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So Apple requires a 30 percent cut of profits in order to allow devs access to their otherwise completely blocked off environment, and there are people trying to argue that's not a monopoly?

Putting things into perspective, Microsoft was charged with making Windows a monopoly when they baked Internet Explorer into the OS.

You're not even allowed to change the browser on IOS.

I have to agree here. I'm actually surprised the sentiment is so one sided.

At 30% of every transaction, the model has paid for itself many, many times over. There's no easy solution, but I think Epic actually challenging the status quo is ballsy and could be beneficial.

Yes they built it, yes it belongs to Apple and they can do whatever they want. I still think Apple and Google need to have a little more self awareness and drop the cut a little. 10% maybe? 30%... my bookie takes less.
 

cybereality

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You're not even allowed to change the browser on IOS.
Well, Firefox (and other browsers) do exist on iOS, but Apple forces them to use WebKIt. So they are basically just wrappers around Safari.
 
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GoodBoy

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Epic is suing both Apple and Google play stores.

They are suing because each store takes a % of all in-app transactions. Fortnight is billions a year, Apple and Google getting a piece of it. Epic doesn't want to pay it, so in violation of their agreements with both stores, they built an in-app payment process that bypasses the Apple and Google stores, therefore Apple and Google getting nothing of those sales. Result: Both Apple and Google pulled the app. Epic put it in their app knowing it violated the terms of service they have with each store. Now they are suing because their app is offline (or at least no longer in the store).

Fuck Epic...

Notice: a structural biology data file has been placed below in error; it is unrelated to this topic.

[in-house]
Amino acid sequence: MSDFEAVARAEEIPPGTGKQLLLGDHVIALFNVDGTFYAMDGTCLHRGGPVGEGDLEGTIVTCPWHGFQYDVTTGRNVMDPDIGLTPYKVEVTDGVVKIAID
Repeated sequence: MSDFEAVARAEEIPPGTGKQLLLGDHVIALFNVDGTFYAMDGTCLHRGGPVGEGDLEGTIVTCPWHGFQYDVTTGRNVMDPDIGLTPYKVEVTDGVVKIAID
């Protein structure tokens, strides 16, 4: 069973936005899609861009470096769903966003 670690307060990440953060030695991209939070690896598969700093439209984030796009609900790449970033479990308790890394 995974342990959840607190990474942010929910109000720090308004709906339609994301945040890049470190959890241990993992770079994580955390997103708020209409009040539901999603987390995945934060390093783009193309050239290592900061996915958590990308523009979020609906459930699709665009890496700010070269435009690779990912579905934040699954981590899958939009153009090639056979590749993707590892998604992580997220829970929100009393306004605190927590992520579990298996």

Snowdog

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To be fair, 30% share of a digital add-on purchase does seem a little excessive. But, when you have a large market without competition, you can charge whatever you want. I don't think they'll be successful, especially against Google who does allow other stores and/or side loading. Apple disallows both, so you literally have zero options (even if they were bad options as in the case of Android). Will be interesting to see how long they stick it out and if it actually goes to court.

Who exactly determines what is excessive? Before digital distribution, You would have counted yourself damn lucky to get the 30%, let alone 70%. If I develop and app, I would be delighted with the 70%/30% split. It looks like 30% is just about the going rate everywhere for mostly all the digital distribution channels. Epic has a much lower cut since their are trying to break into the business. I didn't see anyone rushing to join them in lowering the cut.

The Folks at GOG had a posting that they were concerned about their survival if the Epic store rates catch on. That implies that 30% may be close to what it takes run an App store and make a healthy profit. Remember App stores aren't a public service. They are a "for profit" service.